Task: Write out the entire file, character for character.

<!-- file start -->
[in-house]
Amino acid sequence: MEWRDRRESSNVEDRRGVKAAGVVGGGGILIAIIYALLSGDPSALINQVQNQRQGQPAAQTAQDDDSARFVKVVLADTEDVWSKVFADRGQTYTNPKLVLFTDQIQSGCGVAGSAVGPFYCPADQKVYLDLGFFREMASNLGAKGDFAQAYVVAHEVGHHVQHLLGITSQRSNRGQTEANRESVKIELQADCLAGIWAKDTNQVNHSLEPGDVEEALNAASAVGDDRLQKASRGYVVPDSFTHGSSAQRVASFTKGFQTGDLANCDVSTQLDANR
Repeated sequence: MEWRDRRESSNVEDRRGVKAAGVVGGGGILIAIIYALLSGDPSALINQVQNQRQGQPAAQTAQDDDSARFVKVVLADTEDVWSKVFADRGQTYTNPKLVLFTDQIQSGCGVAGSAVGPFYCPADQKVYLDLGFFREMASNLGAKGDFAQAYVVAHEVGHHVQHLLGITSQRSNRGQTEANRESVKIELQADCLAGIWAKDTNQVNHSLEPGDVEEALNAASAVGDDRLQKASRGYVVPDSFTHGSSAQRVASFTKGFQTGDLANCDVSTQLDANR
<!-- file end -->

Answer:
[in-house]
Amino acid sequence: MEWRDRRESSNVEDRRGVKAAGVVGGGGILIAIIYALLSGDPSALINQVQNQRQGQPAAQTAQDDDSARFVKVVLADTEDVWSKVFADRGQTYTNPKLVLFTDQIQSGCGVAGSAVGPFYCPADQKVYLDLGFFREMASNLGAKGDFAQAYVVAHEVGHHVQHLLGITSQRSNRGQTEANRESVKIELQADCLAGIWAKDTNQVNHSLEPGDVEEALNAASAVGDDRLQKASRGYVVPDSFTHGSSAQRVASFTKGFQTGDLANCDVSTQLDANR
Repeated sequence: MEWRDRRESSNVEDRRGVKAAGVVGGGGILIAIIYALLSGDPSALINQVQNQRQGQPAAQTAQDDDSARFVKVVLADTEDVWSKVFADRGQTYTNPKLVLFTDQIQSGCGVAGSAVGPFYCPADQKVYLDLGFFREMASNLGAKGDFAQAYVVAHEVGHHVQHLLGITSQRSNRGQTEANRESVKIELQADCLAGIWAKDTNQVNHSLEPGDVEEALNAASAVGDDRLQKASRGYVVPDSFTHGSSAQRVASFTKGFQTGDLANCDVSTQLDANR